There has been a lot of talk about Jeff Samardzija being acquired by the White Sox from the Oakland Athletics, but there has been little discussion about the players Oakland received in return, namely Marcus Semien. Real life baseball fans probably know nothing about the man. Same thing goes for the casual fantasy baseball fan who may have gleaned his name on the waiver wire last season in search a productive hitter. Semien wasn’t a highly touted prospect so it’s no surprise that people know little about him. That could all change this season though.
Coming into the 2014 season, Semien was seen as the heir apparent to the third base position with the team giving little weight to incumbent starter Conor Gillaspie. Most believed Gillaspie would fail and Semien would slide in and replace him. Unfortunately the batting average never went over .237 and Semien found himself back in the minors by June. He would receive a call-up in September and batting .273, but his bottom line masked the improvements he made. So what should we expect from Semien in 2015?
Walks and Strikeouts
This is one place Semien generated a fair amount of success in the minors. Take a look at his totals for each level.
As you can see, Semien knows how to draw a walk despite only drawing 21 walks last season (8.2%). Those numbers did go down with his move from AA to AAA, but what’s important here are the splits. In 2013 he had a walk percentage of 9.9 after his promotion from AA to AAA. In 2014 when Semien was sent back down to AAA, his walk percentage over that time was 14.5 so it looks like he just needed time to acclimate himself. I would expect his walk numbers to increase in his second go around in the majors and to be over 10%.
If you look at his ML strikeout percentage in 2014 (27.5%), you envision a Chris Davis or Adam Dunn type of hitter, but his minor league numbers suggest otherwise. It has been below 20% since graduating to A+, improved and remained steady throughout the minors. It was below 20% during his 3 years at California State as well so the plate discipline has always been there. After returning to the majors from his AAA demotion, Semien’s strikeout percentage was 17.6% in September so it appears he just needed a little time to adjust to major league pitching. Given his track record, I would expect a strikeout percentage below 20%.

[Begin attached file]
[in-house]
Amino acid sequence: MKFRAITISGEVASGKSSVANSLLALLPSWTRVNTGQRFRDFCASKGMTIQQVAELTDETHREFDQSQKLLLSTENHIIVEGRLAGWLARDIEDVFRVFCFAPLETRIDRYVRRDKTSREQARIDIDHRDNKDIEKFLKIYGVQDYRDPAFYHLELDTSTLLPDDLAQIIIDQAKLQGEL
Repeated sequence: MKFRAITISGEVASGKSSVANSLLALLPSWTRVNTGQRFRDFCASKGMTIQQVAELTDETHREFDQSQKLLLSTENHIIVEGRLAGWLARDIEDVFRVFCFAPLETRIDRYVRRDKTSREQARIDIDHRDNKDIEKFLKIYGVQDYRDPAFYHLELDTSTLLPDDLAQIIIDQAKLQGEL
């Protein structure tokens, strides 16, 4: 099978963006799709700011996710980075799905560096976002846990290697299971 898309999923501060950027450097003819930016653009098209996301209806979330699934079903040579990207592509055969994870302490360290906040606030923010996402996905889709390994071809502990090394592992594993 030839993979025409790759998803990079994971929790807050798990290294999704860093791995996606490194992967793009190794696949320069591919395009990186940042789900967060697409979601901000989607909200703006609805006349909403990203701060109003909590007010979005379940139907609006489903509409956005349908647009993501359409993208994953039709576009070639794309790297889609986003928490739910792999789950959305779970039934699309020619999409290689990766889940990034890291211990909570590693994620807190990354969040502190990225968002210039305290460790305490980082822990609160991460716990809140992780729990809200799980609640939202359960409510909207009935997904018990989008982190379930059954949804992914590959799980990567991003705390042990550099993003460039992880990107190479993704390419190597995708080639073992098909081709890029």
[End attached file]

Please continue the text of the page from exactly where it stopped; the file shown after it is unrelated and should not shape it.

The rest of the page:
This area may turn some people off since Semien is not a .300 hitter. He batted .273 while in A+, which jumped up to .290 during his AA year and fell down to .266 in AAA. In his first taste of the majors in 2013 he held on to that AAA average and hit .261, but in his second go around that average dropped down to .234. Like I said in the intro, Semien did bat .273 upon his return from AAA in September so that does give you hope. An eventual batting average in the .275 range should be expected given his plate discipline and ability to adjust.
There is a matter of his splits. He hits lefties very well, but he struggled against right-handed pitchers in AAA. Semien hit .207 against righties in 2013 after batting .276 against them in AA. That average improved in 2014 to the tune of .249 but dropped to .212 in the majors. Usually handling lefties is the hard part and he seems to have figured that out. There was improvement in September which is encouraging and he didn’t have any major issues in the lower levels so he may just need some steady at bats.
Over a full year of at bats I can see an average similar to what he posted in AAA, somewhere in the .265 range. Granted this could tick higher if he adjusts quickly, but don’t count on that. Streamer calls for an average of .241, but that seems low to me. You can probably find better average hitters for second base, but let’s see what else he can do for you before we pass judgment here.
There isn’t breaking speed here, but there is enough to contribute in fantasy.